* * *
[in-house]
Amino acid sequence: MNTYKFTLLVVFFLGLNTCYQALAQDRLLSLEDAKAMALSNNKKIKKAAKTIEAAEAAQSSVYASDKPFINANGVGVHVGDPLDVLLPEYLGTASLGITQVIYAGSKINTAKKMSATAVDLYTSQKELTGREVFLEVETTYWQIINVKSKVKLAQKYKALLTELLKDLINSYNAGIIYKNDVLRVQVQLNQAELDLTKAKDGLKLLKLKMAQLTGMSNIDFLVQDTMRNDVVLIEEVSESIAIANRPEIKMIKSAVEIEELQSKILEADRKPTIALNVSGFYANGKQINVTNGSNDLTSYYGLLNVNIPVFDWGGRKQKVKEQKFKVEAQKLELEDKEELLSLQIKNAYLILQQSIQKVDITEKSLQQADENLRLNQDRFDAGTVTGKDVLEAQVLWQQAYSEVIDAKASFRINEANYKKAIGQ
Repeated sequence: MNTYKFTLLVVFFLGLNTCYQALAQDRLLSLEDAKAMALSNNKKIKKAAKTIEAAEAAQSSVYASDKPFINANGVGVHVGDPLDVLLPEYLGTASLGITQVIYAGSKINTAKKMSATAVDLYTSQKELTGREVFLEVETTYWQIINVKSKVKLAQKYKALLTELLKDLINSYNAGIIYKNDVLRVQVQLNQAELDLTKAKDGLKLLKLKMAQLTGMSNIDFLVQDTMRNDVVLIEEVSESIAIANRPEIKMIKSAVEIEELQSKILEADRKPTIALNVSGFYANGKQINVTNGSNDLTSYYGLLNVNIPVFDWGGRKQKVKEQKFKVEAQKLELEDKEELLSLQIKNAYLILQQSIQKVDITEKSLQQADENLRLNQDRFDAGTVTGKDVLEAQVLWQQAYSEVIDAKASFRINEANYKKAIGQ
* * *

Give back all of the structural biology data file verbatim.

[in-house]
Amino acid sequence: MNTYKFTLLVVFFLGLNTCYQALAQDRLLSLEDAKAMALSNNKKIKKAAKTIEAAEAAQSSVYASDKPFINANGVGVHVGDPLDVLLPEYLGTASLGITQVIYAGSKINTAKKMSATAVDLYTSQKELTGREVFLEVETTYWQIINVKSKVKLAQKYKALLTELLKDLINSYNAGIIYKNDVLRVQVQLNQAELDLTKAKDGLKLLKLKMAQLTGMSNIDFLVQDTMRNDVVLIEEVSESIAIANRPEIKMIKSAVEIEELQSKILEADRKPTIALNVSGFYANGKQINVTNGSNDLTSYYGLLNVNIPVFDWGGRKQKVKEQKFKVEAQKLELEDKEELLSLQIKNAYLILQQSIQKVDITEKSLQQADENLRLNQDRFDAGTVTGKDVLEAQVLWQQAYSEVIDAKASFRINEANYKKAIGQ
Repeated sequence: MNTYKFTLLVVFFLGLNTCYQALAQDRLLSLEDAKAMALSNNKKIKKAAKTIEAAEAAQSSVYASDKPFINANGVGVHVGDPLDVLLPEYLGTASLGITQVIYAGSKINTAKKMSATAVDLYTSQKELTGREVFLEVETTYWQIINVKSKVKLAQKYKALLTELLKDLINSYNAGIIYKNDVLRVQVQLNQAELDLTKAKDGLKLLKLKMAQLTGMSNIDFLVQDTMRNDVVLIEEVSESIAIANRPEIKMIKSAVEIEELQSKILEADRKPTIALNVSGFYANGKQINVTNGSNDLTSYYGLLNVNIPVFDWGGRKQKVKEQKFKVEAQKLELEDKEELLSLQIKNAYLILQQSIQKVDITEKSLQQADENLRLNQDRFDAGTVTGKDVLEAQVLWQQAYSEVIDAKASFRINEANYKKAIGQ